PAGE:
The History of Chinese Medicine
How did traditional Chinese medicine begin?
The history of Chinese medicine begins about the second century BC because there are no clear records of medical techniques that are older that. There exist written descriptions about disease from the Shang Dynasty era (1600-1046 BC), but there isn’t a record of their medical techniques.
The first clear medical treatise is the Yellow Emperor's Inner Canon. In the text, the use of moxibustion or acupuncture to manipulate the Yin and Yang are described in ways similar to that practiced nowadays. This and later texts covered a variety of techniques based on traditional physical concepts, but now traditional medicine has a secondary role in China compared to Western medicine.
Similar Ancient Medical Practices and Ideas
Could it be that the ancient concepts came from abroad? It is interesting that many similar traditional practices and ideas were believed around Eurasia at about the same time. For example, the traditional Five Phases concept seems similar to the Greek scientific ideas of the Five Elements (Earth, Water, Air, Fire, and Aether) that date from before Socrates and were widely believed by Europeans until modern times. The concept is also similar to the ancient Indian and Buddhist ideas of the Four Elements (earth, water, fire and air).
The idea of Qi was described in the Yellow Emperor’s Inner Cannon. Traditional medicine practitioners actually believe that there are various kinds of qi. It is thought that various techniques such as acupuncture and cupping can manipulate the various kinds of qi. Fire cupping also was practiced in the Western world and Egypt long before Christ. The cupping technique was used in the ancient West to manipulate the “humours.” That seems similar to the concept of manipulating the kinds of qi. But whether East and West shared medical knowledge long ago isn’t known.
The Most Influential Texts
The Yellow Emperor’s Inner Canon 黄帝内经 (Huángdì Nèijīng) has been the most influential treatise for more than 2,000 years. The multi-volume treatise presents views on the function of the human body and the physical world that remain the basic ideas believed by traditional medicine practitioners. Yin and Yang are described, and so are the Five Phases of nature (wood, fire, earth, metal, water) and Qi. It isn’t known how or where these ideas originated.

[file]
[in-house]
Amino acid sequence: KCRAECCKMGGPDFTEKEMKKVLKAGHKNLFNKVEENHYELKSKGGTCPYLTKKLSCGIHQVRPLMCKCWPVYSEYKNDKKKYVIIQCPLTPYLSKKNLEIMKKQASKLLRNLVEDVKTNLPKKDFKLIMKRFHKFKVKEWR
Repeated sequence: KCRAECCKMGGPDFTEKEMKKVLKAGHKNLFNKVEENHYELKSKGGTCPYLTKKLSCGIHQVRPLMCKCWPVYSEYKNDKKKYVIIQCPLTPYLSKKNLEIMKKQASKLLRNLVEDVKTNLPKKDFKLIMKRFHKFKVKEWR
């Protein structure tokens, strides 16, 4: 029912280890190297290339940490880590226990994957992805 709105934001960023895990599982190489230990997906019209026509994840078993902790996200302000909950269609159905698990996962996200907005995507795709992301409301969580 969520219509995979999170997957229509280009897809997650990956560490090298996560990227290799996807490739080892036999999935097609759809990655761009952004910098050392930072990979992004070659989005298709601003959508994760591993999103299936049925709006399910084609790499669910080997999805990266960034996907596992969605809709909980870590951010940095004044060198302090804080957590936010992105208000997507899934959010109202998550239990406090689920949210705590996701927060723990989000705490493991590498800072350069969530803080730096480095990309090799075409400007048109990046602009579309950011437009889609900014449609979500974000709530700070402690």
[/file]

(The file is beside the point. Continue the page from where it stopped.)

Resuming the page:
The Treatise on Cold Injuries 伤寒论 (Shānghán Lùn) and the Bencao Gangmu 本草纲目(Běncǎo Gāngmù) are two other essential books for traditional medicine practitioners. Both deal with drugs and herbs. The Treatise on Cold Injuries is ascribed to Zhang Zhongjing. It was published about the year 220 at the end of the Han Dynasty era (206 BC-220 AD). It is the first known treatise on drug and herbal medicine.
The Bencao Gengmu is the most important traditional work on herbs and drugs. It was written in the middle of the Ming Dynasty era (1368-1644) by Li Shizhen (1518–1593). He was a doctor and a former official of the Imperial Medical Bureau of the Ming Empire. He realized through studying the dynasty’s collection of rare and old medical texts that the texts had inaccuracies. The texts were written and republished over thousands of years during which time there were many changes of empires. They contradicted each other. He thought that the medical knowledge of his time was not well defined. He wanted to compile correct information in a logical system of organization.
Li Shizhen composed several treatises, but the greatest work is called the Bencao Gangmu本草纲目, (lit.: Herbal Essential Details). This text is usually called Materia Medica in English. The extraordinarily long and detailed tome was considered to be the most exhaustive and detailed text on traditional herbal medicine. He classified and described hundreds of kinds of herbs, medicinal minerals and medicinal animal parts. He included information on geology, physics and other topics. He included a useful very long list of references for research. The Bencao Ganmu is considered the greatest scientific achievement of the Ming era. The treatise shows the state of Chinese medical theory before the introduction of Western medicine in the 1800s.
Acceptance of Western Medicine
Traditional medicine became secondary.
In the 1800s, missionary doctors and other Western doctors went to the Qing Empire (1644-1911) by the hundreds, and scholars could study Western medical texts. The political leaders who governed China or led revolutions after the fall of the Qing Dynasty wanted to rid China of ancient medical ideas. Dr. San Yat-sen who led the drive for political modernization was himself a Western-trained medical doctor, and he advocated Western medicine.
Communist party officials wanted to rid China of what they thought were superstitious and non-scientific methods. During the Cultural Revolution, many practices were banned, and the practitioners were often imprisoned or killed.
However, in today’s China, some techniques, especially herbal medicine, exercise such as taiqi or qigong, and eating medicinal food, remain common. Traditional medicine is relatively inexpensive compared to going to a regular hospital, and the government supports traditional medicine to an extent. However, in many areas of China, procedures such as acupuncture, moxibustion, and cupping are seldom tried. People generally favor going to modern hospitals when they are sick.
I updated this article on September 28, 2013
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